S3 API Errors

Two types of API error can occur when requests are sent to and responses are received from the S3 API: client errors and server errors.

client errors Indicated by a 4xx HTTP response code, client errors indicate that Zenko has uncovered a problem with the client request (e.g., an authentication failure, missing required parameters). Fix the issue in the client application before resubmitting the request.
server errors Indicated by a 5xx HTTP response code, server errors must be resolved by Scality. Resubmit/retry the request until it succeeds.

Each API error returns the following values:

  • A status code (for example, 400)
  • An error code (for example, ValidationException)
  • An error message (for example, Supplied AttributeValue is empty, must contain exactly one of the supported datatypes)

API Error Codes (Client and Server Errors)

HTTP status codes indicate whether an operation is successful or not.

A response code of 2xx indicates that an operation was successful. Other error codes indicate either a client error (4xx) or a server error (5xx).

A number of S3 API errors can be resolved by retrying the request. Those that cannot, however, must be fixed on the client side before submitting new requests.

Error Code Code Description Retry
400 Bad Request Exception No
400 Limit Exceeded Exception No
401 Unauthorized Exception No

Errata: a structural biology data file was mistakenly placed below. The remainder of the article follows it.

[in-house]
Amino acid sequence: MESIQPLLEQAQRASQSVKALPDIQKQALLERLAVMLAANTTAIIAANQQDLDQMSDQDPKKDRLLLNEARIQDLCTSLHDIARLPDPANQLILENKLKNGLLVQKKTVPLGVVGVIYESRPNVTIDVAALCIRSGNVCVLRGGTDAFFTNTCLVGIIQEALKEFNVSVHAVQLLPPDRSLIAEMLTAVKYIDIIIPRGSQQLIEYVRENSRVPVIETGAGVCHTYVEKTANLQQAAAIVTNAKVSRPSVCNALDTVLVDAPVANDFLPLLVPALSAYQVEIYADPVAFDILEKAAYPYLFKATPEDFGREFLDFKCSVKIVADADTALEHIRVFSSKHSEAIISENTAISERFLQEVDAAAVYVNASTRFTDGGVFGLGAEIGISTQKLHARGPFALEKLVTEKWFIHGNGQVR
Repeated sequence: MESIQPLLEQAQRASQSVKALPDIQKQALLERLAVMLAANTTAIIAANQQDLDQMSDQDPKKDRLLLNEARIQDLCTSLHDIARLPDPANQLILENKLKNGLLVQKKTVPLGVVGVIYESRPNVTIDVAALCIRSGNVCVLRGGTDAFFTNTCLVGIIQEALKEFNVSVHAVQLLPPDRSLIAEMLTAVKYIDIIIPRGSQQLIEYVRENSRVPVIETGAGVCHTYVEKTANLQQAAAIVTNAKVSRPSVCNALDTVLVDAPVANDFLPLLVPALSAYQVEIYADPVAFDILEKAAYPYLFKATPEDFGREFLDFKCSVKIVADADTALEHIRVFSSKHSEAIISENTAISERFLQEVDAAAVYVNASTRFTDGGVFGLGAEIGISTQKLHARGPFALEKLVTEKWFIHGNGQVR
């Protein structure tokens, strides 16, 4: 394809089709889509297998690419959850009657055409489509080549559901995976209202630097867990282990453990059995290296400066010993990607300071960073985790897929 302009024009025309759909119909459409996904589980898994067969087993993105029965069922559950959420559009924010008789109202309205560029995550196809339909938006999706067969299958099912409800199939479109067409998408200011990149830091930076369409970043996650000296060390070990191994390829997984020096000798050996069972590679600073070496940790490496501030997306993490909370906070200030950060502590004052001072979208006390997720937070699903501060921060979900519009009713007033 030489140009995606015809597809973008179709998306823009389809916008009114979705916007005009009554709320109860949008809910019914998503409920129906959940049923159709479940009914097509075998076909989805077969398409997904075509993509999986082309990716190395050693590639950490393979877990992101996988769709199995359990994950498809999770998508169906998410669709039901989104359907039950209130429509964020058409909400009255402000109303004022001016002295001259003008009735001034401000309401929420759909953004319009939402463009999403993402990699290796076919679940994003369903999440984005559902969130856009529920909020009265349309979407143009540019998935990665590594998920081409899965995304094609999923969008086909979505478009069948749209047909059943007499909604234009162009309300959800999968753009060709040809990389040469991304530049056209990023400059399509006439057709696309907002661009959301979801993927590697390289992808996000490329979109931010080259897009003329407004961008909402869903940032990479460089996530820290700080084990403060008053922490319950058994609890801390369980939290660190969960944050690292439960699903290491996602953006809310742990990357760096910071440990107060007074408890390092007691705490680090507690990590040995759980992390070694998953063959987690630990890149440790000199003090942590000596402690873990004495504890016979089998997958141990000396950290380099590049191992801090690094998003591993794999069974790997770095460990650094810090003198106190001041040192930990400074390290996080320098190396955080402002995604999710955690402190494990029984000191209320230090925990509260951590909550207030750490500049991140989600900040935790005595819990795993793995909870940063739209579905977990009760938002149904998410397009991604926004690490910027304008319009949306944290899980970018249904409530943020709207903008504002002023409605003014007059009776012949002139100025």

404 Not Found Exception No
409 Conflict Exception No
429 Too Many Requests Exception Yes
503 Service Unavailable Exception Yes
504 Endpoint Request Timed-out Exception Yes

Sample Error Response

The following HTTP response example indicates that the value for inputBucket was null, which is not a valid value.

HTTP/1.1 400 Bad Request
x-amzn-RequestId: b0e91dc8-3807-11e2-83c6-5912bf8ad066
x-amzn-ErrorType: ValidationException
Content-Type: application/json
Content-Length: 124
Date: Mon, 26 Nov 2012 20:27:25 GMT
{"message":"1 validation error detected: Value null at 'InstallS3Bucket' failed to satisfy constraint: Member must not be null"}

Error Retries and Exponential Backoff

Many network components (such as DNS servers, switches, load balancers) can generate errors within the breadth of a given request.

Error Retries

The usual technique for dealing with error responses in a networked environment is to implement retries in the client application, a technique that increases the reliability of the application and reduces operational costs for the developer.

Original requests that receive server errors (5xx) should be retried. However, client errors (4xx, other than a TooManyRequestsException) indicate that a request must be revised before it is retried.

Exponential Backoff

In addition to simple retries, Scaility recommends using an exponential backoff algorithm for better flow control, thus implementing progressively longer waits between retries for consecutive error responses. For example, allow one second to elapse prior to the first retry, four seconds prior to the second retry, 16 seconds prior to the third retry, and so forth.

Requests that fail after a minute can indicate a hard limit issue (the maximum number of allowed pipelines may have been reached, for example), and thus the maximum number of retries should be set for sixty seconds.